5. Paint Color On Path
Load your palette with the colors: cadmium yellow light, light pink and light blue violet.
Load the tip of the brush in titanium white. Then load it into one of the colors (I started with pink). Paint left and right strokes starting at the bottom of the path area. Paint a small portion of the path pink. Then load it into the yellow and paint another area yellow.
Then wipe the brush off and load some of it in light blue violet. Paint another portion of it with light blue violet.
Continue to paint the path with colorful, thin strokes using the tip of your 3/4″ wash brush. The colors can be layered and blended together. Add more white on the far end of the path closest to the horizon line so it appears lighter and creates some depth.
6. Paint Grass Texture On Sides Of Path
Use your 3/8″ angle brush to paint sides of the path. Load your brush in black and white. Paint textured strokes to redefine the path. You can also paint some grass texture strokes by painting in thin angled lines.
7. Paint Trees
Paint the trees using a #8 round brush and mars black that is thinned a little with some water. Load your #8 round in the black. Start at the bottom with a slightly thick stroke. Then go upwards to allow your trunk to go thinner. Let the tree branch out into two parts and release the pressure of the brush so the branch goes to a thin point.
Paint more branches that go to a point. These branches should be high up in the sky area.
Then paint a second tree further up the path. This tree is not as tall as the first tree.
Paint a third tree that is even smaller.
Then paint just one tree on the left side of the path. I made this tree look like it was angling to the right by painting the trunk so it went in an angled direction. I made the branches kind of curve downwards a bit. You can paint more trees if you want but try to make sure there’s enough room for your lampposts.
Next, paint the leaves. Use your 3/8″ angle brush and double load it into titanium white and a little mars black. Start with the back tree and work your way to the front tree.
Paint short strokes of the black and white that blend gently together. These leaves are very impressionistic and a loose style. Don’t worry about making them look perfect. Try to get a nice variety of lights and darks.
Then do the tree on the left. You can have the leaves overlap the path/ area above the horizon line. I left the sky area in the upper left blank.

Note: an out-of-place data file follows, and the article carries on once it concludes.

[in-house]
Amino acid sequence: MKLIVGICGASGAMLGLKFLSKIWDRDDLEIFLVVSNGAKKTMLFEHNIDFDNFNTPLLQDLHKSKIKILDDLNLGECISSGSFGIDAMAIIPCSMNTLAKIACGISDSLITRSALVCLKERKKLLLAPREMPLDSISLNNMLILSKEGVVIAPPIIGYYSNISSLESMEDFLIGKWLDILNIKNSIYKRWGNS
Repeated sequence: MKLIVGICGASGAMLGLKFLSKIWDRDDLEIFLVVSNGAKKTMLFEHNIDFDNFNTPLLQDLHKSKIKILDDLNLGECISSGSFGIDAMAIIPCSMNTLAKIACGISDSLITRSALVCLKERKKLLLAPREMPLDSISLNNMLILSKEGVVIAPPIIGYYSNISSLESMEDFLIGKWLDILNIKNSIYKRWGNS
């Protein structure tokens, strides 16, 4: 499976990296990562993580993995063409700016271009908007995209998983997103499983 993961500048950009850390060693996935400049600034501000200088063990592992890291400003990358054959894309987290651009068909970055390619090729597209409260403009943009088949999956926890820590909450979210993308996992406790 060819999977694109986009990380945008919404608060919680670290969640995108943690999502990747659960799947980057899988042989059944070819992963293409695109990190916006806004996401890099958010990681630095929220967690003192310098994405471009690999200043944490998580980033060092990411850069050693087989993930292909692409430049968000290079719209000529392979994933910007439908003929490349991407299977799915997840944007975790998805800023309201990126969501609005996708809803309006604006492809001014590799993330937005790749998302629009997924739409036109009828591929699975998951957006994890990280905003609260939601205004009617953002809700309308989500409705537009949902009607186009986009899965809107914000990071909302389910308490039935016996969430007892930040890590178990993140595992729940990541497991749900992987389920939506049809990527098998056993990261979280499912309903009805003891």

Then paint shadows under the trees. Thin down some mars black paint. Use either your round brush or 3/8″ angle brush. Paint loose, left and right strokes forming the shadowy area under the tree trunks that go vertically down the landscape.
8. Draw Lampposts
Use a chalk pencil to draw the lampposts. If you do not have a chalk pencil, you can use a regular drawing pencil or color pencil.
Start by drawing the base of the post. This is a cylindrical shape. The bottom of the base is very close to the bottom of the canvas.
Next, use your ruler to draw a vertical line going up from the post. The height of the entire lamppost is approximately 7.5″. The pole itself is about 4.25″. (These measurements do not have to be exact).
Then draw a small semi-circle on the top of the pole and three lines (two diagonal and one middle vertical line.
Draw the top piece of the lamp by drawing a slightly downward curved line and then another semi-circle on the top with a small notch.
Repeat this for the next lamppost. Draw it further up the path and shorter. This one’s height is approximately 4″ and the pole is about 2″ high.
You can choose to draw the third and smallest lamppost but the white chalk pencil may not show up. That one is about 1.5″ high. Image below shows dimensions of lampposts after they are painted in.
9. Paint Lampposts
Load cadmium yellow light hue and titanium white on your palette (you only need a tiny amount). Use your #4 round brush to mix the yellow and white together. Paint the inside of the lamp. Then wipe the brush off and load with titanium white. Paint a tiny circle inside the lamp over the yellow area.
Note: I painted the third lamp after I did the first two lamps.
Then paint the base, poles and light fixture with mars black and your #4 round brush. It may be helpful to add a tiny bit of water to your black to help it to flow. As an alternative, you can use a black POSCA paint pen to draw/paint your lamp.
Start by painting the cylinder base. Then paint the vertical pole line and the semi-circle. Paint the light fixture lines around the yellow light bulb area. Then paint the top piece.
Add a tiny bit of white to the tip of your brush and paint a few highlights. Paint them on the pole, the side of the base piece and the side of the top piece.